Tuesday, May 21, 2013

Underwater Homeowner's Bankruptcy Maneuver Leaves Another 'Stripped-Off" Mortgage-Holding Bankster Holding 'Unsecured' Bag; Federal Appeals Court: "We Find Nothing In The Act To Suggest That Congress Intended To Bar Lien-Stripping Of Worthless Liens In Chapter 20 Proceedings!"

From a Justia.com Opinion Summary:

  • Debtors filed a Chapter 7 bankruptcy petition and sought to discharge their unsecured debt, strip down liens on their primary residence and a rental property, and obtain a loan modification to address mortgage arrears on the properties.

    The Trustee subsequently challenged confirmation orders entered by the bankruptcy court and affirmed by the district court, stripping off junior liens against debtors' residences.

    The Trustee argued that the Bankruptcy Abuse Prevention and Consumer Protection Act of 2005 created a per se rule barring lien-stripping in so-called "Chapter 20" cases.(1) The Act, however, did not bar the orders entered by the bankruptcy court, and the stripping off of valueless liens - liens secured by collateral without a single penny of value to support it - was otherwise consistent with the Bankruptcy Code.(2) Accordingly, the court affirmed the judgment.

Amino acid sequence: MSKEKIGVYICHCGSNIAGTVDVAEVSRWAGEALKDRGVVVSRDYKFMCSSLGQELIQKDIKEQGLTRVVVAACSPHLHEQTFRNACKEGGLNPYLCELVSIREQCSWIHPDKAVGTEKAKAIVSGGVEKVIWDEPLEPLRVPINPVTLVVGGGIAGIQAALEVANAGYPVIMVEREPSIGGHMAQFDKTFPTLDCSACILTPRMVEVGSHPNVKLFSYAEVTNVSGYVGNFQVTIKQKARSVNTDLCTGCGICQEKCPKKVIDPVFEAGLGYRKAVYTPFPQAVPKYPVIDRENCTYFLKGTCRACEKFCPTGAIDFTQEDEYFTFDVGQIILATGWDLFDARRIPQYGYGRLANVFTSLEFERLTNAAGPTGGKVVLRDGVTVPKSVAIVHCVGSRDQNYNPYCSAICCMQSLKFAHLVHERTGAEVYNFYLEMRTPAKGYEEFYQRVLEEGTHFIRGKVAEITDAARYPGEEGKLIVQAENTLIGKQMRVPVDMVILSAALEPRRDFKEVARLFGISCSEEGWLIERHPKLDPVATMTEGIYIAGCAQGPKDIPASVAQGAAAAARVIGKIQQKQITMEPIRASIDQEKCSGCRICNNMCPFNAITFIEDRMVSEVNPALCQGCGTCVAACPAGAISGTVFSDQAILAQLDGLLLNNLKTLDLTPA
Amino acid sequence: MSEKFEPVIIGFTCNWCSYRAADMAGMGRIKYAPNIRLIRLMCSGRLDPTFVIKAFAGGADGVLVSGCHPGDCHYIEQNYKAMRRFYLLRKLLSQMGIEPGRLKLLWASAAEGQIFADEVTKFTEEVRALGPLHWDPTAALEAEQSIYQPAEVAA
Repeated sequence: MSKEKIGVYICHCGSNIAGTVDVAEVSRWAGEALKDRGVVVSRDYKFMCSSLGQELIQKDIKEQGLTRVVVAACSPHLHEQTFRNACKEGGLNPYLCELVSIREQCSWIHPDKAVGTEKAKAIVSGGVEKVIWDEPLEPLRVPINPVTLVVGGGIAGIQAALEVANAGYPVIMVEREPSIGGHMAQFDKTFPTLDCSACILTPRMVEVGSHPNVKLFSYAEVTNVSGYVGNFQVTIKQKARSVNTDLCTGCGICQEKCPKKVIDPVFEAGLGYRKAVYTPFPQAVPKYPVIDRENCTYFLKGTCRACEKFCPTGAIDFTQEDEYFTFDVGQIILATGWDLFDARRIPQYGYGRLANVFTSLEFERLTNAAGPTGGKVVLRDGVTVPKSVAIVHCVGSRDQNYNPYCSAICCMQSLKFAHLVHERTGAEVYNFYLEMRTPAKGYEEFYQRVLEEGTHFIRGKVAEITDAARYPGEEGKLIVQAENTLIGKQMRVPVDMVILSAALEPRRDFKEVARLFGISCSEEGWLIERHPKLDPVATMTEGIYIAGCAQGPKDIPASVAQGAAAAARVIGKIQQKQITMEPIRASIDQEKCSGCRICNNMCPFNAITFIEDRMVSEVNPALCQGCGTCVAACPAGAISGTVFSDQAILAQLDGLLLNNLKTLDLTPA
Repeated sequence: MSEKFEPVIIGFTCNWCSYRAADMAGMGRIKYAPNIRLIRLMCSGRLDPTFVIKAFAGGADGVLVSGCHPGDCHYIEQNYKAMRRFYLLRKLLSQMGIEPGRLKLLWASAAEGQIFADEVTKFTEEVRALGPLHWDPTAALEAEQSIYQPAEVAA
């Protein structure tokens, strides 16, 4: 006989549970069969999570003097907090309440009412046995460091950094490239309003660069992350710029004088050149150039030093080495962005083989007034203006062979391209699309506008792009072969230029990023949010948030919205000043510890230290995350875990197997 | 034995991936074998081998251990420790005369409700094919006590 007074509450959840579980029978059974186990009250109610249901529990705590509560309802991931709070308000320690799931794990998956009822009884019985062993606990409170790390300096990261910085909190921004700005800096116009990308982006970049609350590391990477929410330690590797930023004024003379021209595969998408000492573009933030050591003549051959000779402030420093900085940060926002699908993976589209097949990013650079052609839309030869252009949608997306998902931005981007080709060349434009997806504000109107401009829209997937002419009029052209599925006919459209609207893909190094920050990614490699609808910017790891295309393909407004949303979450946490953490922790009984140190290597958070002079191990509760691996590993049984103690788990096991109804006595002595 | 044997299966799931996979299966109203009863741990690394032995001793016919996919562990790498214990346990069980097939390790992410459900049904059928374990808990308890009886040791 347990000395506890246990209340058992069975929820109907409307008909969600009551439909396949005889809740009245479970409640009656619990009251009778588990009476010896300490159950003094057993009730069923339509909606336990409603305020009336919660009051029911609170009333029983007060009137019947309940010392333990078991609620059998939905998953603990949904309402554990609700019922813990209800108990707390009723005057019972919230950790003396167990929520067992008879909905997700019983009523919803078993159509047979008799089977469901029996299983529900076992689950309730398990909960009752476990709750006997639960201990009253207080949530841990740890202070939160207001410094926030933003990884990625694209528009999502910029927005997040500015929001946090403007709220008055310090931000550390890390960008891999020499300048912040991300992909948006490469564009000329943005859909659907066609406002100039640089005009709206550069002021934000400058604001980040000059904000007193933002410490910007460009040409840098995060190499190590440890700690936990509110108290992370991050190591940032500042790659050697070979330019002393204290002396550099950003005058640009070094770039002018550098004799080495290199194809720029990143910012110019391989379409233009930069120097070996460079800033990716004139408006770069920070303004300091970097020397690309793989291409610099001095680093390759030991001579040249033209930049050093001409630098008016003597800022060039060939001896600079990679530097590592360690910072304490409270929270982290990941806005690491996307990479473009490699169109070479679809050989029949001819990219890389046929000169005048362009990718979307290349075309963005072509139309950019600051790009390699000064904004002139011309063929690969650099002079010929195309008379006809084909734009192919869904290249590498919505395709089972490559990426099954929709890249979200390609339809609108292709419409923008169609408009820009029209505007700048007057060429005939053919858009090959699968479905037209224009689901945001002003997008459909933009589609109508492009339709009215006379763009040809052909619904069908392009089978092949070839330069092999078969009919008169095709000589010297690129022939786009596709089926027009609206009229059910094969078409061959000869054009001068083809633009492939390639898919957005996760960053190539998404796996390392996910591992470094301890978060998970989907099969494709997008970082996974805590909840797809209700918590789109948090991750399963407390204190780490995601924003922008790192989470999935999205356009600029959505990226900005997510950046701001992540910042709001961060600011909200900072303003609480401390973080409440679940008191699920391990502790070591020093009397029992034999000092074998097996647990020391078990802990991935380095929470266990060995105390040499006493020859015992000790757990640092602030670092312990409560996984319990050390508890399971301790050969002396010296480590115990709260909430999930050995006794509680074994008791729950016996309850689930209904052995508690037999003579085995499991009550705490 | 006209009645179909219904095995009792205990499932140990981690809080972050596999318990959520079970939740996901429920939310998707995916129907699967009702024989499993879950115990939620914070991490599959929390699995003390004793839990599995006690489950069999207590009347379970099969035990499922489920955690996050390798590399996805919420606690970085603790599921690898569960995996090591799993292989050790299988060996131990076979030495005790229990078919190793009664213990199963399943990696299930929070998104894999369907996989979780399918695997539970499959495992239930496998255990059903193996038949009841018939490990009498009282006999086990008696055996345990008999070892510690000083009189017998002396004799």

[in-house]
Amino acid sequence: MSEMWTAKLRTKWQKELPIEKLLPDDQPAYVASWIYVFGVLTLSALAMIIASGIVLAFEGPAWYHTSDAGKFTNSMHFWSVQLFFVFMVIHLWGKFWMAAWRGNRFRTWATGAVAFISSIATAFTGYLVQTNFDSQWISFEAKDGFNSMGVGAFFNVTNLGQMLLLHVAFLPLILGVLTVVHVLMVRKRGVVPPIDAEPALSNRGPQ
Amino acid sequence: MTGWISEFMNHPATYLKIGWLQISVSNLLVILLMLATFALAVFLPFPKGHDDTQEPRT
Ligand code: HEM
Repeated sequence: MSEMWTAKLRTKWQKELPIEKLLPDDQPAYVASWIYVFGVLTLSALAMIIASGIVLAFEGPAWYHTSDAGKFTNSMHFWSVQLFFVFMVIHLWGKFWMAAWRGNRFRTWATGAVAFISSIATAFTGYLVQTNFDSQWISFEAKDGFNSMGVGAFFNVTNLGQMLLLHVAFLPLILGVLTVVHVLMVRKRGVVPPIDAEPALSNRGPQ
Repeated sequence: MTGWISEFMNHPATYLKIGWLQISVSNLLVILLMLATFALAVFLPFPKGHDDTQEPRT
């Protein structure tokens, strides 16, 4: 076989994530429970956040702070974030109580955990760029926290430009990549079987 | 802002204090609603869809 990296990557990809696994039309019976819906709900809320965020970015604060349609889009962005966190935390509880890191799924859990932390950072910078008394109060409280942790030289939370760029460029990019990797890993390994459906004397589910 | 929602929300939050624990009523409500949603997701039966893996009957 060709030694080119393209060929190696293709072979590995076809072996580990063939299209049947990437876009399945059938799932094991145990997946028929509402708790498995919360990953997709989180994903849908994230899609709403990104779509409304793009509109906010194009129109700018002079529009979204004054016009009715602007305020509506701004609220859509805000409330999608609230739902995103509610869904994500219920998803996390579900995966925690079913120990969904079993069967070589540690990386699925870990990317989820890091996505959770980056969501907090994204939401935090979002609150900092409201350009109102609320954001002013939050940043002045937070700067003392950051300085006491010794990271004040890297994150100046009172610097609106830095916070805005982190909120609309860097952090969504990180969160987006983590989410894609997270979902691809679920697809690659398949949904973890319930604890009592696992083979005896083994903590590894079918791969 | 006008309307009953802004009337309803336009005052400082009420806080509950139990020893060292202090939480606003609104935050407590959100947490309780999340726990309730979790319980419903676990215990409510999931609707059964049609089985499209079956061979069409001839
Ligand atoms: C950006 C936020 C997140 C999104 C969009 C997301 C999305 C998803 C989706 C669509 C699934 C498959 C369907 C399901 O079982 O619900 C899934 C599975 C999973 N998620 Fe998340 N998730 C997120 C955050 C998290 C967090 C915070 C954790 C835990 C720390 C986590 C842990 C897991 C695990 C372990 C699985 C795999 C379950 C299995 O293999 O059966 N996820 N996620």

Source: Justia.com Opinion Summary: Branigan v. Davis.

For the ruling, see Branigan v. Davis, No. 12-1184 (4th Cir. May 10, 2013).

(1) In actuality, there is no such thing as a "Chapter 20" bankruptcy (the U.S. Bankruptcy Code, as currently constituted, only has 15 chapters).The appeals court addresses "Chapter 20" in footnote one of its majority opinion:
  • "Chapter 20" is a colloquial reference to a Chapter 13 bankruptcy filed within four years of a Chapter 7 bankruptcy that concluded with a discharge.
(2) The majority ruling sums up its analysis of the relevant law and its application with the following comments:
  • In sum, although BAPCPA clearly tipped the bankruptcy scales back in the direction of creditors, we find nothing in the Act to suggest that Congress intended to bar lien-stripping of worthless liens in Chapter 20 proceedings.

    This, we conclude, is the most sensible reading of a complex statutory scheme that admittedly "abounds with arbitrary distinctions." Lane, 280 F.3d at 669. We therefore affirm the judgment of the district court.

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